In fact, the globeandmail article acknowledges, “Whole Foods switched its Indiana distribution centre from Marathon Oil Co. to CountryMark, a farmer-owned co-operative that produces its own conventional crude and processes it at a small refinery in Mount Vernon, Ind.”

  3. As a former employee I can tell you that Whole Foods is all about Greenwashing. When they remodelled our store (a process that continued and change again and again for YEARS) EVERYTHING went into a dumpster. There was no reuse… well, not until I personally took that into my own hands and pulled things out of the dumpster. I have beautiful Italian pots on my porch and stainless tables in my garage thanks to this.
    Who doesn’t reuse or recycle? I mean, with re-use building companies all over my city (many will pick up) it’s simply irresponsible to throw things into the dumpster that are in perfect condition just because they don’t fit your current asthetic fad idea.

    Small vendors? Right. It got harder for them as I worked there and getting them into the store was part of my job, sadly a part that went the way of the dodo as time ticked on (and John promised Michael Pollen to bring in more small vendors). Yet another greenwash.

    It’s sad really. I wanted to believe that they were doing something different but in the end it was same old corporate business as usual.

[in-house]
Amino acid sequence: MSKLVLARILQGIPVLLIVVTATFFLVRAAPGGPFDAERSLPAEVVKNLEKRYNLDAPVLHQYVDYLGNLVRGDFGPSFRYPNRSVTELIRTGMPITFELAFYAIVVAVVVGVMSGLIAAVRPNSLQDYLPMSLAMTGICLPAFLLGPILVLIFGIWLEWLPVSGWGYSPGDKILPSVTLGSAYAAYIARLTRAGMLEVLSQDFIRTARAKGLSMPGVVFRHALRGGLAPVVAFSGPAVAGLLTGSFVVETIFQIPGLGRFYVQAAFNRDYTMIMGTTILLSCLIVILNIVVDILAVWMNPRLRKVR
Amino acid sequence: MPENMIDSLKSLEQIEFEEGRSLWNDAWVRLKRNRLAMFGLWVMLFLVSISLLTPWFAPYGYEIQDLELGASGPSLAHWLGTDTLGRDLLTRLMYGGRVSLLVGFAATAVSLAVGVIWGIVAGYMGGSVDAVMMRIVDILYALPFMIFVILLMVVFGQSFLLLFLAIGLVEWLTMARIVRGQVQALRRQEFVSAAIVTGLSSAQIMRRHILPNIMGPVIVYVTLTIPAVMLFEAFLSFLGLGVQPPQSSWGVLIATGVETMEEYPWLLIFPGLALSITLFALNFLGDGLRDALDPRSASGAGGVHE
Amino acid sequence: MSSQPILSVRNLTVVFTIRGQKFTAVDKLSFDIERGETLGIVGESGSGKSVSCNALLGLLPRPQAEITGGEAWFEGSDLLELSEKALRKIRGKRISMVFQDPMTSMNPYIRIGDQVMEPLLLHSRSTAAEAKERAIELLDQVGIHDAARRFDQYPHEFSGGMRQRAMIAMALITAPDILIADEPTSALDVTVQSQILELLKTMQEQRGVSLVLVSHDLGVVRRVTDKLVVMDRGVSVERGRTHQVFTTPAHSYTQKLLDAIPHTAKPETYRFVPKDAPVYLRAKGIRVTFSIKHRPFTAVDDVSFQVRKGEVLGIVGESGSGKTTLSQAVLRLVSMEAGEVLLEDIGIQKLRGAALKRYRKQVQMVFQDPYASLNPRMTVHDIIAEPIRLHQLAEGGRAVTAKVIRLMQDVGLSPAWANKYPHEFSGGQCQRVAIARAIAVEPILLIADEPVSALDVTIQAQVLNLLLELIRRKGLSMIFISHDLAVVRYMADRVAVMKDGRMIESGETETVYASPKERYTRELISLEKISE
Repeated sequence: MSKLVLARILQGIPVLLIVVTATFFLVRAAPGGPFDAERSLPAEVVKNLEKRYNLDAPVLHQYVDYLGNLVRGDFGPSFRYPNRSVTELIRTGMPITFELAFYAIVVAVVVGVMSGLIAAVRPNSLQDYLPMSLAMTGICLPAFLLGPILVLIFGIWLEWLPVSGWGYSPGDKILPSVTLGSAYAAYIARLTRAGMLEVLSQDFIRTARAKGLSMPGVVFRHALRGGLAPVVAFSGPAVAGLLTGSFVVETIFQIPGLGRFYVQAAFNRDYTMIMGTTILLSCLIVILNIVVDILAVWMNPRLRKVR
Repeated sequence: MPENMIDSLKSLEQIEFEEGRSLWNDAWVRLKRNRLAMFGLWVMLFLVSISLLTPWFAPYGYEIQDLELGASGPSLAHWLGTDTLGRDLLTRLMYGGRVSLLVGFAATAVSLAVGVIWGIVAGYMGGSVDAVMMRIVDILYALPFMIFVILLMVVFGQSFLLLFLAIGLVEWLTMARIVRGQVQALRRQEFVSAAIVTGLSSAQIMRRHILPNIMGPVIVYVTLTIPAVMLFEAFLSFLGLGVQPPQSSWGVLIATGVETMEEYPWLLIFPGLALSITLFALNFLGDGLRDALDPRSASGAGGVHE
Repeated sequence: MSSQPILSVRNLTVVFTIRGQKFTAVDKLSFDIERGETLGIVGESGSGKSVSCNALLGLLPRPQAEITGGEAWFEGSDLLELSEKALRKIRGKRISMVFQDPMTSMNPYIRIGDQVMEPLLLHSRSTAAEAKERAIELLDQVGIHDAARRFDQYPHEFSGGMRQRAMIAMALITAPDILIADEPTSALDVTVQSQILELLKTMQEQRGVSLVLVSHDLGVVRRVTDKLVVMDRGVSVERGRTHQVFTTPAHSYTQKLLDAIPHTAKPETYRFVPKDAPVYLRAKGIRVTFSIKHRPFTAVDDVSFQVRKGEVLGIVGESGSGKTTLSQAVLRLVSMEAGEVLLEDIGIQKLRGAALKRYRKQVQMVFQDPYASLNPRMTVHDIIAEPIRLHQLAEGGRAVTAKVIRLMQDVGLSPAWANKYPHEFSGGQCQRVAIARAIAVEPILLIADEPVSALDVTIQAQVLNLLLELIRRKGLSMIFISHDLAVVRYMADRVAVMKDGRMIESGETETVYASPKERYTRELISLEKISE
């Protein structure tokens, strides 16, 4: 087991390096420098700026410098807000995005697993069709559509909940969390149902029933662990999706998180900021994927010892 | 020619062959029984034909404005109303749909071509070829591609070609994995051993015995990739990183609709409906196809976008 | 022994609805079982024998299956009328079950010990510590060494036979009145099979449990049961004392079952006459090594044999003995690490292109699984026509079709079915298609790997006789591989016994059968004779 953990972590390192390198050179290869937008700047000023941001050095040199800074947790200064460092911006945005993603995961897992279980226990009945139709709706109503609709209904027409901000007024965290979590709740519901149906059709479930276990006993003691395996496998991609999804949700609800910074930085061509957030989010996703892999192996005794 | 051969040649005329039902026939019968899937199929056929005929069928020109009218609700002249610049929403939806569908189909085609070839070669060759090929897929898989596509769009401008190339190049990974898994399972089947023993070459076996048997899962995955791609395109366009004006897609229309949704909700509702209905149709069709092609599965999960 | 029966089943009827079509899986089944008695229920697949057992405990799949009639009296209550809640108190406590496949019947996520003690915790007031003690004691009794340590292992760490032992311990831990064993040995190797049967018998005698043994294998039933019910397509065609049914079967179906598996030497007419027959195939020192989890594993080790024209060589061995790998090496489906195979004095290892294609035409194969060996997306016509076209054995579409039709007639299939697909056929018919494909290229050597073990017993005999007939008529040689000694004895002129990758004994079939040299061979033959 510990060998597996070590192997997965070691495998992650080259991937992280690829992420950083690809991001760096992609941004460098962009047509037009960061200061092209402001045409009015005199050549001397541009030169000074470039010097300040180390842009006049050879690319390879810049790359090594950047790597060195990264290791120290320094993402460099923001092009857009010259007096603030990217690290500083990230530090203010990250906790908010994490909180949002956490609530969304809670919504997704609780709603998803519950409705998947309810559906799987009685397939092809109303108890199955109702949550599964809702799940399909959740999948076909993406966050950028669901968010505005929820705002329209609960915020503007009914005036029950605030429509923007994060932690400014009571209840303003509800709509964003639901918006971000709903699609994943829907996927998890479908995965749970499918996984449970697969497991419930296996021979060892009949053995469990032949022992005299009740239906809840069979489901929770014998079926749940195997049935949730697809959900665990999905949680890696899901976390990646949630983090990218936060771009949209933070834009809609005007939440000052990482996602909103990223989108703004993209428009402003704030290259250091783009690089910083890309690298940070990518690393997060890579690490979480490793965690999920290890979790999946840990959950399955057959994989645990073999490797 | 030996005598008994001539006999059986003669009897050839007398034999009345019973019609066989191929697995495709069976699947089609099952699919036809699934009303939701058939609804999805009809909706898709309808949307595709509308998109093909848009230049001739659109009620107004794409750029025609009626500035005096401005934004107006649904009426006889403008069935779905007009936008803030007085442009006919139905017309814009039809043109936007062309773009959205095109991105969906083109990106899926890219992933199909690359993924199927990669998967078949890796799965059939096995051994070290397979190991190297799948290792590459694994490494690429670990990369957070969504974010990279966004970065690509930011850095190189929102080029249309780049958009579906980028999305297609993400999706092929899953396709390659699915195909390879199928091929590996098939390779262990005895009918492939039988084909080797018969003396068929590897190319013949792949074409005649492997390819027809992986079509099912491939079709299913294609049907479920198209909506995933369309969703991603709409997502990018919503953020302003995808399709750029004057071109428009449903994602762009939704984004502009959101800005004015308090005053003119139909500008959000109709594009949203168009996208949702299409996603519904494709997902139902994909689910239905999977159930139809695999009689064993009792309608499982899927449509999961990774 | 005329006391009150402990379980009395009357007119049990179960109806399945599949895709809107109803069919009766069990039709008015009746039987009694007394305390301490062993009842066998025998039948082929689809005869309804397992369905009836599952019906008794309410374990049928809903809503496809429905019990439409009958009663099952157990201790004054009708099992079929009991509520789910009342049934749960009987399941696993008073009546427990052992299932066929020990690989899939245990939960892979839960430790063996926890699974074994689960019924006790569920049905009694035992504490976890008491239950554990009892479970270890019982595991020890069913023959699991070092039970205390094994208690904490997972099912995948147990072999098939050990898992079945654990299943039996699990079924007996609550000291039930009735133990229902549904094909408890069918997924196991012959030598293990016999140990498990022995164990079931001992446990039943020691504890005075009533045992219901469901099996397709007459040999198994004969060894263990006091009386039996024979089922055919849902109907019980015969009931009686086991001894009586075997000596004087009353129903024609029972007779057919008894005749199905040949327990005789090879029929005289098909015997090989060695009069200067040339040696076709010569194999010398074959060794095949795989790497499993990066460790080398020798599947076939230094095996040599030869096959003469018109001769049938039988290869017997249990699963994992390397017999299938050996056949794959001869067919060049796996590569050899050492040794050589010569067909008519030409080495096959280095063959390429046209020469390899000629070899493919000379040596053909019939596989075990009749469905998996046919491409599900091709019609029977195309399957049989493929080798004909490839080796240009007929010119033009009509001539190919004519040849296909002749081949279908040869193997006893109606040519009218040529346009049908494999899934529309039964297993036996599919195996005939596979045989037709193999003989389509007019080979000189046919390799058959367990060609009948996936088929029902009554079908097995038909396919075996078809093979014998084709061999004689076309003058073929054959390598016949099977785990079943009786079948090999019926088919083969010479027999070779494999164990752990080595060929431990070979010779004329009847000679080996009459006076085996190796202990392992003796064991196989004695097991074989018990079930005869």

4. I hope they do go with the free-trade, cage-free, grass-fed, fair-trade stuff – but I also think that if they are going to put out press releases stating they are boycotting the oil sands, they should be required to back that up with proof. How can we be sure they are going to do it? How can they be sure that the bananas coming from South America aren’t being flown here using oil from the oil sands?

    It’s way too big of a statement for a company to make, so they better start proving it 100%…or it’s a greenwash. And we should hold them to proving it.

  5. The jury is still on this one for me and I tend to side with Penina on judging whether this is actually greenwashing.

    The beauty is that simply by covering this story (as did we) more people become aware of the promise and more people will try to hold WF’s feet to the free-range, cage-free, grass-fed, fair-trade fire.